, September 5, 2005 
(STAR) BABE'S EYE VIEW By Babe Romualdez - Yesterday marked the 60th anniversary of the surrender of Gen. Tomoyuki Yamashita to the American forces headed by Gen. Douglas MacArthur. I flew up to Baguio to join the occasion at the US Embassy Residence in Camp John Hay. There was a formal ceremony commemorating the end of World War II in the Philippines with acting US Ambassador and Chargé d’Affaires Darryl Johnson playing host to guest of honor and our friend Foreign Affairs Sec. Bert Romulo, diplomats, including our friend British Ambassador Peter Beckingham, his wife Jill, Argentine Ambassador Mario Schuff, and many government officials. Other ambassadors in attendance were Japan’s Ryuichiro Yamazaki and China’s Hu Wongbo.

The other special guests were US Defense Attache Terry Cooke, JUSMAG Chief Col Matt Velasco, and Maj. Albert Caposto, who is the last remaining witness of Japan’s surrender at the Embassy Residence. Caposto was the US Armed Forces protocol officer who looked after the details of Yamashita’s surrender. He made sure Yamashita had no weapons and arranged the table where the surrender document was signed. There also was a formal ceremony for the unveiling of a marker declaring the US Embassy residence in John Hay as a historical landmark. The US Embassy residence played an important role in the history of World War II. Built in 1940, it was designed to be the Governor-General’s residence but was used mostly by the High Commissioners and subsequent Ambassadors during the height of summer. The most notable event that occurred in the American residence was the surrender of General Yamashita and of all Japanese forces in the country.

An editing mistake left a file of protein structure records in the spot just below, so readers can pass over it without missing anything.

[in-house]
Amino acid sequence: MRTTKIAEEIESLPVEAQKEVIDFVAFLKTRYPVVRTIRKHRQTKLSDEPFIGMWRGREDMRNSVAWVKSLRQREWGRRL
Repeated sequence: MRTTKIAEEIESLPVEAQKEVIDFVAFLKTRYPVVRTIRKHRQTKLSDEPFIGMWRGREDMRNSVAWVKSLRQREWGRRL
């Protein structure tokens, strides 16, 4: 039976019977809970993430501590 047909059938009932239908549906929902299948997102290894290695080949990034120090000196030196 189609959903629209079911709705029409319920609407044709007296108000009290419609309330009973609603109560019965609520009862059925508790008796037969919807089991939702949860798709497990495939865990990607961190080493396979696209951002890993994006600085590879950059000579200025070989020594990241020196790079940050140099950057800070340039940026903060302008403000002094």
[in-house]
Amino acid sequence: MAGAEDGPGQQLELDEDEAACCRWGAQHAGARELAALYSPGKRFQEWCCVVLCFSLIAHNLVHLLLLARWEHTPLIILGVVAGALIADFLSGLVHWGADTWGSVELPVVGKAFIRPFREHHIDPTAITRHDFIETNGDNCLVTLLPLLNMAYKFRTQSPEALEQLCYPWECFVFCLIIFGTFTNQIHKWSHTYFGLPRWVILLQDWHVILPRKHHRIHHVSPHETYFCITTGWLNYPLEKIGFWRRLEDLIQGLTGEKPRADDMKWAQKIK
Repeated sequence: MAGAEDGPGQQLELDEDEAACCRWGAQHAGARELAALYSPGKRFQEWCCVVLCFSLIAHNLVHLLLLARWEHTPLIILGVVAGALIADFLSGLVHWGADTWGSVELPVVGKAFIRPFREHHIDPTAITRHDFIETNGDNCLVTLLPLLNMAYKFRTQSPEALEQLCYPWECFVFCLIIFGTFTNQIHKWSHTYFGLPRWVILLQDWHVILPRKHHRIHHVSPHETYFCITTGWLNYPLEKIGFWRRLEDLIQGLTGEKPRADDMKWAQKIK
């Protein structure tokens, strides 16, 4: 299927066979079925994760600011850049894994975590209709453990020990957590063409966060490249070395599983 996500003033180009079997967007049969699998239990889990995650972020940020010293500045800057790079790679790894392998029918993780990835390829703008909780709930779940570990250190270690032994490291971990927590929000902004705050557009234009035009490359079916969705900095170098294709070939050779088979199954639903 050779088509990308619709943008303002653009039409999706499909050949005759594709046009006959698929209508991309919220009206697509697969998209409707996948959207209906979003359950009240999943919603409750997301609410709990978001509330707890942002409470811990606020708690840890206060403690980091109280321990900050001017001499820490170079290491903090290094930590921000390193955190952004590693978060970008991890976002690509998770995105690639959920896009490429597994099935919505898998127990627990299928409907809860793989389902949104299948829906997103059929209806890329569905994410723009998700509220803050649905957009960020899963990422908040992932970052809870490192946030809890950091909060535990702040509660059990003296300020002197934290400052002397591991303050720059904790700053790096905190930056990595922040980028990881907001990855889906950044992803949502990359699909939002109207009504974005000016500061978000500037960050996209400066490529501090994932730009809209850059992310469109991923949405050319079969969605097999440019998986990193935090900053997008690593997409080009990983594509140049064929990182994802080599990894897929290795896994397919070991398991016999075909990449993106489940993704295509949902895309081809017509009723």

During the Japanese occupation, Yamashita used the residence as his headquarters and actually lived there. In fact, I have stayed at the Embassy residence in Baguio on several occasions in the past. On one occasion, I specifically asked the ambassador if I could stay in the Yamashita room, which is located at the top of the main staircase. I heard stories of Yamashita’s ghost appearing to guests every now and then. Not that I wanted to prove I was "macho" but I figured that maybe with a rosary in hand, I would be able to face up to Yamashita and ask him where he hid the gold that so many people have been searching for. Fortunately or unfortunately, nothing of that sort happened. Legend has it that "Yamashita’s Treasure" was buried in 175 treasure sites in the Philippines mostly in secret tunnels and caves mined with explosives and booby traps.

As far as I can recall, the house has several bedrooms. It has a large master suite with a sitting room for the Ambassador. The Deputy Chief of Mission’s private quarters are in a private study behind the living room. Yamashita surrendered in the living room where a priceless Amorsolo painting commemorating the event hangs above the fireplace. During the 1990 earthquake that devastated Baguio, the painting was said to have remained perfectly centered on the wall. Gen. Jonathan Wainwright and British Gen. Arthur Percival, who were both defeated by Yamashita, flanked the oversized narra table used for the surrender ceremony. It now serves as the dining table of the Embassy residence. Above the fireplace in the dining room hangs a portrait of Gen. Douglas MacArthur.